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The Museum of African Contemporary Art Al Maaden (MACAAL), Marrakech, is pleased to announce the inauguration of Art, a Serious Game, the group show open to the public from 27 November 2021 to 14 February 2022 and curated by Meryem Sebti, editor-in-chief of Diptyk magazine

Sourced primarily from the Fondation Alliances permanent collection, the show features over 80 works from 64 contemporary artists such as Mariam Abouzid Souali, Joy Labinjo, Simohamed Fettaka, and GaHee Park. This exhibition explores the theme of play through a variety of art mediums and emblematic works from the collection, as well as recent acquisitions.

Is the artist then this eternal child, reliving initiation to the world through toys? Certainly through the creation of an individual space of representation—within the limitations of a normative adult world—but also through experimentation with the arbitrary character of rules and codes that artists are free, always, to transgress. We might begin to define art itself by this scene of imagination, this fictional space in which we live out our first experience of the world. Indeed, since the advent of psychoanalytic theory, cognitive science has insisted upon the formative influence of play. Any object that a child might transform into a toy becomes, according to Freud, “something that he will make an image of”.

The toy is the child’s earliest initiation into art, or rather it is the first concrete example of art (…).” – Charles Baudelaire

In the exhibited artists’ works, toys become fetish objects of representation. This representation is notably pictorial, but not limited to such forms. Playing with symbols, meanings, material, technique, and technology; the activation of this diverse range of exploration reveals the scale of play inherent to the artistic practice.

The scenographic path of the exhibition takes visitors through seven themes, or seven categories of artistic games. Works by the duo of Fouad Bellamine/Mohamed El Baz as well as those of Mariam Abouzid Souali evoke the childhood of art, as representations of early memories that summon both ingenuous joy and nostalgia for the past.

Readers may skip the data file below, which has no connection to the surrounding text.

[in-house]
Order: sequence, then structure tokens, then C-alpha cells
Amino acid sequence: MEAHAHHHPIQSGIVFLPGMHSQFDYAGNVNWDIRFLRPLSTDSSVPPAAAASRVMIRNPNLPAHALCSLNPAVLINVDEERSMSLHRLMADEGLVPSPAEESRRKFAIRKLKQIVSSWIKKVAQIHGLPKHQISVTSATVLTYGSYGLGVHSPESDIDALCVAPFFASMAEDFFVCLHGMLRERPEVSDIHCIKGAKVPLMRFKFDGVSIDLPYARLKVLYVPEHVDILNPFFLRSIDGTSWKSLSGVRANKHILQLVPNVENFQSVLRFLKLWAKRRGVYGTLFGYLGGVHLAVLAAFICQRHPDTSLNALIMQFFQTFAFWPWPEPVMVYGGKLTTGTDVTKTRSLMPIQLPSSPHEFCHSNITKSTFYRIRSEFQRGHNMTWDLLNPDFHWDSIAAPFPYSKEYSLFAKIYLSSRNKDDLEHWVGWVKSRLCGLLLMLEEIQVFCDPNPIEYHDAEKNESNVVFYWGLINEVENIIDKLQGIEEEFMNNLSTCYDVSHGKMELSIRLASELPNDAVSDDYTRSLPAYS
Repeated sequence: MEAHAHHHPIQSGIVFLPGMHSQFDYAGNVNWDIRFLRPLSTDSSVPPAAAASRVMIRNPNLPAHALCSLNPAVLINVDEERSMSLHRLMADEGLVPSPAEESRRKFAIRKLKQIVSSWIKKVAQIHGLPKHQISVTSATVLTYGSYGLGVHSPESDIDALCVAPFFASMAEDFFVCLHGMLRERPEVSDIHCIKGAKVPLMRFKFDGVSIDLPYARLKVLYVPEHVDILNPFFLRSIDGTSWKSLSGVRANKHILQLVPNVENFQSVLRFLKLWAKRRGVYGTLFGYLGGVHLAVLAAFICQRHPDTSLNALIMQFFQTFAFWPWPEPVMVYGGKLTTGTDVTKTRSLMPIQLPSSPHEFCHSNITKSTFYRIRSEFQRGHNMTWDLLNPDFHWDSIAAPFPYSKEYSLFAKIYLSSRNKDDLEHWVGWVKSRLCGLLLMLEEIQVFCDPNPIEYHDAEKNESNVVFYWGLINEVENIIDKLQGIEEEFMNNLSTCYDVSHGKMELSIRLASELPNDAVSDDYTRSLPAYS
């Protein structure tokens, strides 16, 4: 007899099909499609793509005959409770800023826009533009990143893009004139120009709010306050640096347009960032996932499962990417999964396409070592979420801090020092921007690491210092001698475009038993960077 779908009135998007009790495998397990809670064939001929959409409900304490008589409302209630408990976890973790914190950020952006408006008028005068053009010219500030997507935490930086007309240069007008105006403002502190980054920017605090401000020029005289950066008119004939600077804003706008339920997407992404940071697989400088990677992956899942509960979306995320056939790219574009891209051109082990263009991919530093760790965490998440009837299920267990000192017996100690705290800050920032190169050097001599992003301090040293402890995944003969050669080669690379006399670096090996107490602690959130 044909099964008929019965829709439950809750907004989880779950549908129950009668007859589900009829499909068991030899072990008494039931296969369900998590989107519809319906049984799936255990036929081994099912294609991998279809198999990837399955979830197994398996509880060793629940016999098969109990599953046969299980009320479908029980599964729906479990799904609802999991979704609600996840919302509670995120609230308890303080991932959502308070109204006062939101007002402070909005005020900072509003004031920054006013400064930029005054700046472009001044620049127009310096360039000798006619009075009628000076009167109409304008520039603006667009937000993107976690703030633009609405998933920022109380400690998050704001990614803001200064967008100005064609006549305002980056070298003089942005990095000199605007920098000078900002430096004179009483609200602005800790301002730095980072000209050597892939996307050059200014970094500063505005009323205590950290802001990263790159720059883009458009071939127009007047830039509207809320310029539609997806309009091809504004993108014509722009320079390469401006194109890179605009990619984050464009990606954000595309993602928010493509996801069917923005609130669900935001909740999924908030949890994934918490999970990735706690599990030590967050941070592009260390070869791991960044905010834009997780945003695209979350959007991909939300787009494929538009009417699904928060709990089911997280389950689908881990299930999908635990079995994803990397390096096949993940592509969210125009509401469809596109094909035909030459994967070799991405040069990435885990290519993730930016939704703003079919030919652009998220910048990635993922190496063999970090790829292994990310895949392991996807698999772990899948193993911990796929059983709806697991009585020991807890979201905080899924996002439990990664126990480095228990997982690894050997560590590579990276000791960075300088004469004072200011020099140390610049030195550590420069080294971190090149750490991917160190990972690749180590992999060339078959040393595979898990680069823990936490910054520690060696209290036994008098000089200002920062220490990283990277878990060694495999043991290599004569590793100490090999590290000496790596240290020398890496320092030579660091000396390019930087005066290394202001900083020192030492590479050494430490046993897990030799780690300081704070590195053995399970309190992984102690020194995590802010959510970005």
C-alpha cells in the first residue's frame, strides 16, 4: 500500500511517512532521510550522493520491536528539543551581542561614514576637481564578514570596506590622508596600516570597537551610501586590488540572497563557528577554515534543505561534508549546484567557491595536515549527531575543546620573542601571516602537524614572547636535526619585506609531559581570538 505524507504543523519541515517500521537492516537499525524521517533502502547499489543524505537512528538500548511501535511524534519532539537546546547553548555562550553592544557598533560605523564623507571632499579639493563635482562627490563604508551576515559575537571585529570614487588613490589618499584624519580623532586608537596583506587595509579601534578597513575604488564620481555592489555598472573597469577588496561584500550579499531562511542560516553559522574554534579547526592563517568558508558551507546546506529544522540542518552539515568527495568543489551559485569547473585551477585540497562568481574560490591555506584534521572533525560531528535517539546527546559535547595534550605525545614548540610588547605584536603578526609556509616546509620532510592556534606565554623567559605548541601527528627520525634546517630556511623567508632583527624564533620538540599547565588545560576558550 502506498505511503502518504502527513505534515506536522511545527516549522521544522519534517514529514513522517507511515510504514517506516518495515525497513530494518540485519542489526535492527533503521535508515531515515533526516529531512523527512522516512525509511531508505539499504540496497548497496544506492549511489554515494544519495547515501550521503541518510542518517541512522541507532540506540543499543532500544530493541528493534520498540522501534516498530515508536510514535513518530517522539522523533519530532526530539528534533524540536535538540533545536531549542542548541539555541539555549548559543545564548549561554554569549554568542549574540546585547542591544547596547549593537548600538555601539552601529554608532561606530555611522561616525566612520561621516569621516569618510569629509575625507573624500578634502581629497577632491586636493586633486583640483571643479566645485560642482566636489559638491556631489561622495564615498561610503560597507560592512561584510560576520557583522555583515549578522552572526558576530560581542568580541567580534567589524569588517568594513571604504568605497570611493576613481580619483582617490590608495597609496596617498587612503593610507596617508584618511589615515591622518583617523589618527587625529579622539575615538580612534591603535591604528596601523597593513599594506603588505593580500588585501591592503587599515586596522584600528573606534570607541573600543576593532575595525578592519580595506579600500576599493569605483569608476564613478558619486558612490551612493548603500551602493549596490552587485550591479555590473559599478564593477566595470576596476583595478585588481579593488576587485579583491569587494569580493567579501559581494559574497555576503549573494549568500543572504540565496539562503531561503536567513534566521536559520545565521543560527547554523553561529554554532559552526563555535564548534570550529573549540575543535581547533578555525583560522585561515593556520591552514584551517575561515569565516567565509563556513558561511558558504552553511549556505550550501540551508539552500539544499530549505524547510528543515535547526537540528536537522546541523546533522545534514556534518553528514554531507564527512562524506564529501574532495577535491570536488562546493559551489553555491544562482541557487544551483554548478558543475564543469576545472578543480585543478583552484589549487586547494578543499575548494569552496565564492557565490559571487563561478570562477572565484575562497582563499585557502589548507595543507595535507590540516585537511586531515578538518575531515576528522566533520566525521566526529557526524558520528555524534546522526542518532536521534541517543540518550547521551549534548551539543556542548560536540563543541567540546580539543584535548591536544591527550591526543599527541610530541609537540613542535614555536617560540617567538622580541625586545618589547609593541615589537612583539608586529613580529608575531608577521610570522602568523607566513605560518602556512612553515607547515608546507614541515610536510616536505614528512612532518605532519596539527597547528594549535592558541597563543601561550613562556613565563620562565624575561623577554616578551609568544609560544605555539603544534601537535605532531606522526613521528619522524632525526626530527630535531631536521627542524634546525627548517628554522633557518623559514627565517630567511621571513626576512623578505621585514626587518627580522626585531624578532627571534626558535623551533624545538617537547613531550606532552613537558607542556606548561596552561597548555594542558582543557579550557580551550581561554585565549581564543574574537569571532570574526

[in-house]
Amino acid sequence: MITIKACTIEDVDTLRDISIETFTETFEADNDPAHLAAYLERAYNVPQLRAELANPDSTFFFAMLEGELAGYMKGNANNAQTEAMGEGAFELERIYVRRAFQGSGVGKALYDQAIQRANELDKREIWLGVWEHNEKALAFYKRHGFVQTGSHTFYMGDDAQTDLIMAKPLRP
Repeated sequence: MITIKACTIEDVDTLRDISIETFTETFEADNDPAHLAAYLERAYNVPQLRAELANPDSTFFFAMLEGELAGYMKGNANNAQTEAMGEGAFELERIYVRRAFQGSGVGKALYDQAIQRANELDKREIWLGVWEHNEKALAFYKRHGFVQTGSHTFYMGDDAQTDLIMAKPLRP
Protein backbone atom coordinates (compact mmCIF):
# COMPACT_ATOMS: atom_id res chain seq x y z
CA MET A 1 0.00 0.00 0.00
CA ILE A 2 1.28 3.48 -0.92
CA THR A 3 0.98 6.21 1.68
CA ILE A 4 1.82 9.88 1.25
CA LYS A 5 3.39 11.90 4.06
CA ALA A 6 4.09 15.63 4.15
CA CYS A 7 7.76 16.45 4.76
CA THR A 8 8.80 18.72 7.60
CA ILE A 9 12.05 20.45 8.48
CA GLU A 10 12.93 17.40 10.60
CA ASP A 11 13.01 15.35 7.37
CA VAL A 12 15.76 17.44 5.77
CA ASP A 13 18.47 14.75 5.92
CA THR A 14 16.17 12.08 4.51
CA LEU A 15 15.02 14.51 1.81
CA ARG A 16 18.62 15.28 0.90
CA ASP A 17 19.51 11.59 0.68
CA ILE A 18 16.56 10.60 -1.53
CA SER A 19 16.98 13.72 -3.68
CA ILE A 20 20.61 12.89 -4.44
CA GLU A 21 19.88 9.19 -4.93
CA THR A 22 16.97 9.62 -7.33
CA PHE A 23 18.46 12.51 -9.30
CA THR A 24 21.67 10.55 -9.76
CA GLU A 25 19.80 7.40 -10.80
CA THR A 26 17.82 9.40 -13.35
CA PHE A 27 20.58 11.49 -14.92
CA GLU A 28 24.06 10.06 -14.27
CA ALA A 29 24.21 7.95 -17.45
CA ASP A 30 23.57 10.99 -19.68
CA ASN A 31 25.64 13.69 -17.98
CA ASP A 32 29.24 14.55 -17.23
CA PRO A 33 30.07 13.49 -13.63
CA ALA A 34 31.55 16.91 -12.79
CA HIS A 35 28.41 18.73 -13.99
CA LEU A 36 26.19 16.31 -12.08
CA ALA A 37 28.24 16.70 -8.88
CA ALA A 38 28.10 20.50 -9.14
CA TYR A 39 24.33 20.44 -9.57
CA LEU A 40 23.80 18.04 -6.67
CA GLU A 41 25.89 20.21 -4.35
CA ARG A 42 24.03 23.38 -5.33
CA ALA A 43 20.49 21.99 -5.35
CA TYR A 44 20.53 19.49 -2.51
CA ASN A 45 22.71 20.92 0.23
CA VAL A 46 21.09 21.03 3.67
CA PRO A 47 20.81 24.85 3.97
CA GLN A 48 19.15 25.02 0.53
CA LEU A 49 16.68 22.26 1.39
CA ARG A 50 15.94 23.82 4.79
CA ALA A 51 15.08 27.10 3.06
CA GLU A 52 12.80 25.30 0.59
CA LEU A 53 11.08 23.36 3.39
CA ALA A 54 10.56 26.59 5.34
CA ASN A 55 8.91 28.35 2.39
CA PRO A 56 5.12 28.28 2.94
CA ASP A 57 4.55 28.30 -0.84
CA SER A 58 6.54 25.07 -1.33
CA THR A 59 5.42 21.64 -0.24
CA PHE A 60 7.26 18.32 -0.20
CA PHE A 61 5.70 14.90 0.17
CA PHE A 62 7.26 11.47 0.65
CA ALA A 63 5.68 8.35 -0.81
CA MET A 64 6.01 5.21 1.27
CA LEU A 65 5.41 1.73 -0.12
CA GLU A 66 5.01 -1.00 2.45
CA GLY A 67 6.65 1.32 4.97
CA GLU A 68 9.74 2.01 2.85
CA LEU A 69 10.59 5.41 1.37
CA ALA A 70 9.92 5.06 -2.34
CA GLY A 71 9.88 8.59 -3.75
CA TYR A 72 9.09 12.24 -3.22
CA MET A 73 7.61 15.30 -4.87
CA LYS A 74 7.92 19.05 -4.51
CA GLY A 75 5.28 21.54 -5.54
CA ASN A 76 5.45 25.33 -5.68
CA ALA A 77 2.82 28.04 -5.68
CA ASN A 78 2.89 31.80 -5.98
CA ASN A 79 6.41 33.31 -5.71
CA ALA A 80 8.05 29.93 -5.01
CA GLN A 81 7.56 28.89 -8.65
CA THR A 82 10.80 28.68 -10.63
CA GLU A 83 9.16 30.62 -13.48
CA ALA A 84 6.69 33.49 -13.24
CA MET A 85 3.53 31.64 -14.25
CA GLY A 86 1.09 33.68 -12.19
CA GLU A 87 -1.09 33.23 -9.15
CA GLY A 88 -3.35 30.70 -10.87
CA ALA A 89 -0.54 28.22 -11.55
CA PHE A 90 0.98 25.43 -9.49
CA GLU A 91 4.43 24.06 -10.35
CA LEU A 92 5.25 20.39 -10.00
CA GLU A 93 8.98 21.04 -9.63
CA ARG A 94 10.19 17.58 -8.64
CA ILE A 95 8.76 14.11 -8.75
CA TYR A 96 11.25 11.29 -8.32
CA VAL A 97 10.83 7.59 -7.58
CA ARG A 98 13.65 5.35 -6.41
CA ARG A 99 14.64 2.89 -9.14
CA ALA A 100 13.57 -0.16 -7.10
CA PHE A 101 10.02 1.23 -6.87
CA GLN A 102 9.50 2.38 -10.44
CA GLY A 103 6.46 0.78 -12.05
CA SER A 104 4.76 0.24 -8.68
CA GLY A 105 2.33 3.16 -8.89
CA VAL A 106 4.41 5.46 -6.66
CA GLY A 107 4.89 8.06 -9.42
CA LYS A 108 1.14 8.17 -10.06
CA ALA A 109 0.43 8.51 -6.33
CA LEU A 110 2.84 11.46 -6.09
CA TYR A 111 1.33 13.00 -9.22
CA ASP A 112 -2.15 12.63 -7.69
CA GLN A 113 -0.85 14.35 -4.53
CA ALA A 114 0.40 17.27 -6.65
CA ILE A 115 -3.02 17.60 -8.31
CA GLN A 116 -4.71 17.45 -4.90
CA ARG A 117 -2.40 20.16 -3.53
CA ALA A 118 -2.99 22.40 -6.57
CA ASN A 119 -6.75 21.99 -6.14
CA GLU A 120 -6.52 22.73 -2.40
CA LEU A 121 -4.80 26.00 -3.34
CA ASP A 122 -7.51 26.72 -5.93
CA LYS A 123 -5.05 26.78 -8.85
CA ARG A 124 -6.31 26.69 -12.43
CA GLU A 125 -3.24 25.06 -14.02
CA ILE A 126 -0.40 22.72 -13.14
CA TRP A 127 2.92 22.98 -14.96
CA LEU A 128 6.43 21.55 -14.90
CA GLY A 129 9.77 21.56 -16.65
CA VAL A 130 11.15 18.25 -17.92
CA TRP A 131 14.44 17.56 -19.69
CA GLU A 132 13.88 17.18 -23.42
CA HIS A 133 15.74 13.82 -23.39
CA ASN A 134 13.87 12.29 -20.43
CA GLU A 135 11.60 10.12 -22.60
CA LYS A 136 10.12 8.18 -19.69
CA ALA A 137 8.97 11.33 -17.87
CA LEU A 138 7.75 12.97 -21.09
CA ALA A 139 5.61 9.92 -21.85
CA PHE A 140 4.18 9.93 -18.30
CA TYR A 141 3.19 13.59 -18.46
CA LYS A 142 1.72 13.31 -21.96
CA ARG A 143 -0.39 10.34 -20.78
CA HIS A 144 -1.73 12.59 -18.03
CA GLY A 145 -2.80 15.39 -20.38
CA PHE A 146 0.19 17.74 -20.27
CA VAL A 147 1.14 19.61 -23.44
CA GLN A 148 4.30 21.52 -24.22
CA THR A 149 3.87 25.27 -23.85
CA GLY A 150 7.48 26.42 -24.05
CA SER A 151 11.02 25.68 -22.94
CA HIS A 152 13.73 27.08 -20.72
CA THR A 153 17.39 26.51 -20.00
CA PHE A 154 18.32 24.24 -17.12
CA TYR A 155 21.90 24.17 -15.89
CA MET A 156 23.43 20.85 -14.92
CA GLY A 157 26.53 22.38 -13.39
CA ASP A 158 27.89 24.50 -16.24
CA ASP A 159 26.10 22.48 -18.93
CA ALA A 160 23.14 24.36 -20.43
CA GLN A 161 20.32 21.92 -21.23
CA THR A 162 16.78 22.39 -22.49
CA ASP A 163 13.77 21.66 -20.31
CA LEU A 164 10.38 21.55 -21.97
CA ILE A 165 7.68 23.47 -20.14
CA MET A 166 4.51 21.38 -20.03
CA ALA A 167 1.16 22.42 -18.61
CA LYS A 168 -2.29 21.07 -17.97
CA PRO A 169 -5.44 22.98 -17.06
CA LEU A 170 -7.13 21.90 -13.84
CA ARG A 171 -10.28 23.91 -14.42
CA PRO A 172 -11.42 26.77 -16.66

With graphic interplay that tips the logic of perspective, Chourouk Hriech reappropriates the world to invent one that is more dreamlike, a charming imaginary where the accumulation of representations throws us into a sort of happy chaos.

Is it possible to make an inventory of the world? This is not the true question. Connaissance du monde (Knowledge of the World) is not an exhaustive representation of it, but rather a vision shaped by the artist Frédéric Bruly Bouabré, according to his own desire and imagination.

The recycling and transformation of matter and objects is another form of play, of imagination, reconstruction, and creation. Whether artists exploit pre-existing forms or invent them from scratch, they continue to draw from an infinite repertory of symbols, objects, or materials that they transform at will. In this manner, Malek Gnaoui rebuilds from nature, Calixte Dakpogan reassembles throwaways and scrap to bestow new life to elements gathered here and there, like Baudelaire’s alchemist in Les Fleurs du Mal, who inspires the poet’s words: “You gave me your mud and I have turned it to gold”.

Subversions of all kinds deal with the question of identity, identities, or multiple affiliations. Role-playing is a constant aspect of art, a screen that might reveal one’s own self-image or hide it behind a mask. Inspired by family photographs, Joy Labinjo raises issues about our idea of belonging and notion of identity, inviting us to rethink this established construction in more fluid terms, factoring in past and present as well as personal and collective subjectivities.

If identity is a perpetual quest for otherness, it is also head-spinning. Dispossession, self-abandonment, trance or extasy, again and again art plays with codes of seduction. GaHee Park excels in this game. Her paintings are a format for simultaneous narratives that depict romantic scenes where the idyll is short-lived, or equivocal actions in contradiction with their picturesque environment; the artist revels in this landscape of ambiguity.

Play becomes subversive in the end, turning into a game of dissent or deep disruption. Shattering certainties established beyond measure, destroying representations frozen in marble, toppling symbolic power and every form of domination. In his photographic series La salle de classe (The Classroom), Hicham Benohoud stages his students in enigmatic and often absurd postures, thus questioning the social and political context of Moroccan society, with its inherent inequalities and paradoxes.

The questions raised engender thought as well as introspection. Whatever the case may be, le jeu bears witness to a confident and joyously carnival-like world. Under its wave of subversion, we are confronted with a jubilant paradox: if the rules of the game are arbitrary, can they be played to the point of absurdity? Art, a Serious Game offers visitors a more relaxed and entertaining relationship to the world.

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